As Nicolas Cage makes a return to the silver screen in an 80s themed gore fest, Getintothis’ Kieran Donnachie asks if Mandy is the film of the year, is it for everyone? The answer, apparently, is ‘God no’.
With its limited release and an even more limited marketing campaign, Mandy is a hidden gem as far as we’re concerned. Up until its release, it was thoroughly under the radar, perhaps only the most diligent of Nicolas Cage fans stumbled across the trailer.
The full spectrum of Cage was promised, from the cheesy action hero to the full mania that so rarely gets pulled out. Something to look forward to then? Yet also promised was another 80s nostalgia piece drenched in synth, film grain and fluorescence.
We’ve been driven insane by the near constant barrage of rose tinted visions of the 80s. More specifically the 80s of suburban white America. Remember arcades? Bikes in the summer? New Kids on the Block?
Great wasn’t it.
What about rising homophobic hysteria with the AIDS crisis? The war on drugs decimating already marginalised communities? The birth of Thatcherism and Reaganomics, the fallout of which still hangs above us? Even the existential dread of a very real fallout from nuclear weapons?
Stranger Things, Super 8 and IT each paid homage to the Hollywood of the day, largely ignoring the reality of where it came from. Mandy does away with the reverential and selective memory. Its love for the time becomes purely technical. The lighting, visual effects and camera work take the style and run a mile with it.
Gone are the precocious kids and cookie cutter houses. The opening scene is of a forest, with lumberjack Red (Cage) at work. A title card places us in the Shadow Mountains, 1983. He drives home, silencing the radio as Reagan gives the usual good versus evil spiel.
His artist wife Mandy (Andrea Riseborough), sits at her desk drawing. They live away from society, in a personal haven from the moral panics and conservatism that defined America at that moment.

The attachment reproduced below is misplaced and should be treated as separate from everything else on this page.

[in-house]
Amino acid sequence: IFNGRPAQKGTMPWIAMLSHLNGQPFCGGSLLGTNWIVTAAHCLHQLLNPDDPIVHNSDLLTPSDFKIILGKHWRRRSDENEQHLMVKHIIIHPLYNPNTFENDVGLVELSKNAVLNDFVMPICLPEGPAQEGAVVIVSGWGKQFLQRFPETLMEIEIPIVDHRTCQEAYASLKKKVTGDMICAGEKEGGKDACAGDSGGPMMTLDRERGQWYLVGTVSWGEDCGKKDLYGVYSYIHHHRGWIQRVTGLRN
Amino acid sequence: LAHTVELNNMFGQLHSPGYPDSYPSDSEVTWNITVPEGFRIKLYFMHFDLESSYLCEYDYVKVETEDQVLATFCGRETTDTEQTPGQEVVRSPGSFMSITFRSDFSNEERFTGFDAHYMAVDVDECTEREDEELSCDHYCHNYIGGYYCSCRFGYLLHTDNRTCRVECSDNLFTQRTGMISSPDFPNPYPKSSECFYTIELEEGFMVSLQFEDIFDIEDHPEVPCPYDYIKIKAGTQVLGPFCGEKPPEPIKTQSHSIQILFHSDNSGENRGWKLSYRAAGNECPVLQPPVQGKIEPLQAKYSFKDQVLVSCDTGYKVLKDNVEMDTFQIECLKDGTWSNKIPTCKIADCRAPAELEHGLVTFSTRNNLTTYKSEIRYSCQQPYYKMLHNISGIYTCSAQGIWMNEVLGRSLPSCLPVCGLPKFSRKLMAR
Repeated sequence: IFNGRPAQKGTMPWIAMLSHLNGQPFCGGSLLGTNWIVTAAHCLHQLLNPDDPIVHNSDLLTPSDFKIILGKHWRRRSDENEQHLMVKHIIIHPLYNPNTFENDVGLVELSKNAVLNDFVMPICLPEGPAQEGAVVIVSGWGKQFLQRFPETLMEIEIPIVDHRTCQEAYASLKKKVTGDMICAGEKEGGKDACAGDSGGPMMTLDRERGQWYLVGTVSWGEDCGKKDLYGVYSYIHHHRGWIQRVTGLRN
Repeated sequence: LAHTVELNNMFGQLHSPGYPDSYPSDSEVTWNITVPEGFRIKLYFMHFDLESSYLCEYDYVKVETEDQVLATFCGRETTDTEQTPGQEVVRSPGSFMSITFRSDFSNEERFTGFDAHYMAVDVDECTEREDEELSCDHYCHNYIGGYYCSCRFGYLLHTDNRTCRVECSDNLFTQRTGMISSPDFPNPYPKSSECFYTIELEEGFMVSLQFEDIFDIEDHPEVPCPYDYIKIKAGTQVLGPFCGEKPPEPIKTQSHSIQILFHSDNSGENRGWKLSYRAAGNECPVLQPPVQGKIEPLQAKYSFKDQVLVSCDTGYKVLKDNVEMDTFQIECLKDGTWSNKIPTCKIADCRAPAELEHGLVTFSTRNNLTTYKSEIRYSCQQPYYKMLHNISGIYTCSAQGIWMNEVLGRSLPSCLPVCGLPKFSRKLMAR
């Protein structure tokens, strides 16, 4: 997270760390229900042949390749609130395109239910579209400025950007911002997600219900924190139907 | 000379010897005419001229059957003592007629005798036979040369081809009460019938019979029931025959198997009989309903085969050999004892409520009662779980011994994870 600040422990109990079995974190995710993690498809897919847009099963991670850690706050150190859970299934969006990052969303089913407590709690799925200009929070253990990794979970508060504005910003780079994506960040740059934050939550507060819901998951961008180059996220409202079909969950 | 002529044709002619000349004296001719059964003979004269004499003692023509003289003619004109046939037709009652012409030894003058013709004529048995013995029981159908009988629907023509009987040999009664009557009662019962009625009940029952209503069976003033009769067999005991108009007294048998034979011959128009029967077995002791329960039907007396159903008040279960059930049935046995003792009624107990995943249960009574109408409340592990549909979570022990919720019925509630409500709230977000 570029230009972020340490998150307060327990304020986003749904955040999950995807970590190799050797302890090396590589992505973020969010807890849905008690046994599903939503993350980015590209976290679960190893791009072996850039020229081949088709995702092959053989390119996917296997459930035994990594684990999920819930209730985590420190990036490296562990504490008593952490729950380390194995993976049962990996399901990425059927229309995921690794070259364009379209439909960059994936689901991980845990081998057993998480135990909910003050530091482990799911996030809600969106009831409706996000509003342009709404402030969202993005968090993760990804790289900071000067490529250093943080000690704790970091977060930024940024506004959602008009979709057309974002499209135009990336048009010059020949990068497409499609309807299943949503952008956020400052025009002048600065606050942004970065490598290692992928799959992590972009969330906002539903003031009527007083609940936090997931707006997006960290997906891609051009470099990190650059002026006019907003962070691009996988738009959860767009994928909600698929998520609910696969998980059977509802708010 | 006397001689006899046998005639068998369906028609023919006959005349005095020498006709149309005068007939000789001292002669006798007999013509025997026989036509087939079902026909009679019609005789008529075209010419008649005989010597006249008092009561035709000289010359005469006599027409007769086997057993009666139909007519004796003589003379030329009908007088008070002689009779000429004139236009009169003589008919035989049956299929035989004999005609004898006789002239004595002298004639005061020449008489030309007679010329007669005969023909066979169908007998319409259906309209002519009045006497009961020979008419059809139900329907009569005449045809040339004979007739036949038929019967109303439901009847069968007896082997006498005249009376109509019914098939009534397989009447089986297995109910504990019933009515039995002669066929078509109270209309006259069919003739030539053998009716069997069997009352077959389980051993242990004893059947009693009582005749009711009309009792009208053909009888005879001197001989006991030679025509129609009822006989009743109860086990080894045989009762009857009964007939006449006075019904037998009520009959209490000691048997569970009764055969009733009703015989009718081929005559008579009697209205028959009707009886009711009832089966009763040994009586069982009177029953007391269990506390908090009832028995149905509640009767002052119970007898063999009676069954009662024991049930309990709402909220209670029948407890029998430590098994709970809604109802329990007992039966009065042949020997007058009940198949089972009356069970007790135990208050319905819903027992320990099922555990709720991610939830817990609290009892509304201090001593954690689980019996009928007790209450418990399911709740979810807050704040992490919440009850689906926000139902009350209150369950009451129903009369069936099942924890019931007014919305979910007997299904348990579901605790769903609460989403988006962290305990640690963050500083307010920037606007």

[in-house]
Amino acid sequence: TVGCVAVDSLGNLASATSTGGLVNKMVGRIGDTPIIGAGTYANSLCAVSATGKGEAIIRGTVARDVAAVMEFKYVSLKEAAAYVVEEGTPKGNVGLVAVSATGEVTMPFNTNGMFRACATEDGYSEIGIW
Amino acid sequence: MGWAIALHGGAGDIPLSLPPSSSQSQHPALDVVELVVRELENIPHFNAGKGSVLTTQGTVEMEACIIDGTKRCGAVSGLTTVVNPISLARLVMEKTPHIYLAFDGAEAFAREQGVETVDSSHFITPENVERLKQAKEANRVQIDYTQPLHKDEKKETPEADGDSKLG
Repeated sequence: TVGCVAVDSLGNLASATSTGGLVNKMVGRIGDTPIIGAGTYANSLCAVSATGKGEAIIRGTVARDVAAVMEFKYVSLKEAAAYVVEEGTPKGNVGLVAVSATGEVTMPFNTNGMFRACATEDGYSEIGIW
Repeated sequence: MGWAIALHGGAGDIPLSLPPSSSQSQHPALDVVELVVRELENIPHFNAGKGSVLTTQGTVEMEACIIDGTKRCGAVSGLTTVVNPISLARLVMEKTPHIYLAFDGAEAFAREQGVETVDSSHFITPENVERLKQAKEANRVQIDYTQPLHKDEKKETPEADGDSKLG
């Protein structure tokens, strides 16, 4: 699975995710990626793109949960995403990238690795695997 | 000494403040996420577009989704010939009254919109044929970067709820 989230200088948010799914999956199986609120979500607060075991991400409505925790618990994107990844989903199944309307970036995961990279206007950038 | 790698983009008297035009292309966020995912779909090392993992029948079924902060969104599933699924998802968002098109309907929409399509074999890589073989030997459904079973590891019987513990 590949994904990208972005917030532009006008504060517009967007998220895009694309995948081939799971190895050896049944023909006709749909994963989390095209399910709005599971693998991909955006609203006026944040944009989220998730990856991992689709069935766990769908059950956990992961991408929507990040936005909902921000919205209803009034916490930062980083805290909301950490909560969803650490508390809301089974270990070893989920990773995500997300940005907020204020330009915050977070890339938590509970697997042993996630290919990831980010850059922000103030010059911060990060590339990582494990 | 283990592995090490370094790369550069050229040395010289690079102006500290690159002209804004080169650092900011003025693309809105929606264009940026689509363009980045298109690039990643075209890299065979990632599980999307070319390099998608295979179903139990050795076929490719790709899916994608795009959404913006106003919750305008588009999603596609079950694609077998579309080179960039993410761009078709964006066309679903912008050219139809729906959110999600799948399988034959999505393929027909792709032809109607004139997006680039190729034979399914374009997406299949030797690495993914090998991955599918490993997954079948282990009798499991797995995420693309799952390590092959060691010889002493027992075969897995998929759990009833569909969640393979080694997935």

In the short time we spend with the couple, they’re plainly happy and comfortable. As with most of the characters in the film, little backstory is offered, nor is it needed. In fact, the script is slim on detail throughout. The screenwriters, Panos Cosmatos and Aaron Stewart-Ahn, are purposefully unforthcoming.
It’s easy to imagine this being frustrating for some, but all the players in the plot are easily understood, whether through empathy or real-world analogues.
Jeremiah Sand (Linus Roache) leads the Children of the New Dawn, a pseudo-Christian cult. Captivated by Mandy after a chance passing by, he orders the members to bring her in. The Manson Family comparison is obvious. The followers are equally sympathetic, exploited inductees, and despicable, blind followers.
Sand, the typical cult chauvinist, using or setting aside the women as he pleases. The brief glimpses we get of their ideology echoes the American brand of evangelicalism, so often mocked and dismissed, but twisted into flagrant evil.
It’s here the movie you desperately wanted begins to peek through, a weird and otherworldly playspace for Nicolas Cage. The aesthetic core of Mandy, sci-fi fantasy metal album covers, spills out onto the screen.
Using the Horn of Abraxas (an early Christian term for God) the cult summons a group of demons; essentially Hellraiser Cenobites with bikes. With them at the fore, the cult moves to take Mandy from Red. The ensuing quest for vengeance blurs reality further, with winding tunnels beneath half finished churches, pet tigers and bizarre drug trips.
Mandy, and it’s director Cosmatos, weigh the visual far more highly than plot. Everything seen and heard is in service of the atmosphere. The alien colour palette, the film grain, fog machine haze and the pondering cinematography are each woven together with the thread that is Jóhann Jóhannson’s score.
His usual ambient style is injected with a heavy dose of proggy sludge metal, creating a masterful and unforgettable soundscape for the film. It will sadly be one of his last, having passed away early this year.
There is so much to love about the surface level of the film. It’s slowness, likely off-putting for many, feels like a blessing for any wanting to drink in the movie’s mood.
Where usually this writer loves to plumb the depths of subtext for meaning, the film is too entrancing and allows no time to stop and think. Recalling too is difficult. We only remember it in dark landscapes or the odd tonal shifts of one-liners and the Cheddar Goblin.
What is Mandy about?
It was some thought before anything beyond admiration of craft came to mind. The reason all those 80s classics are horror films, the reason we remember the period so fondly rather than remember the truth. Mandy drips with terror, the horrific kismet that propels Cage’s character into madness feels unavoidable. It’s the perfect movie about the 80s. The film screams it, start to finish. The era was defined by it.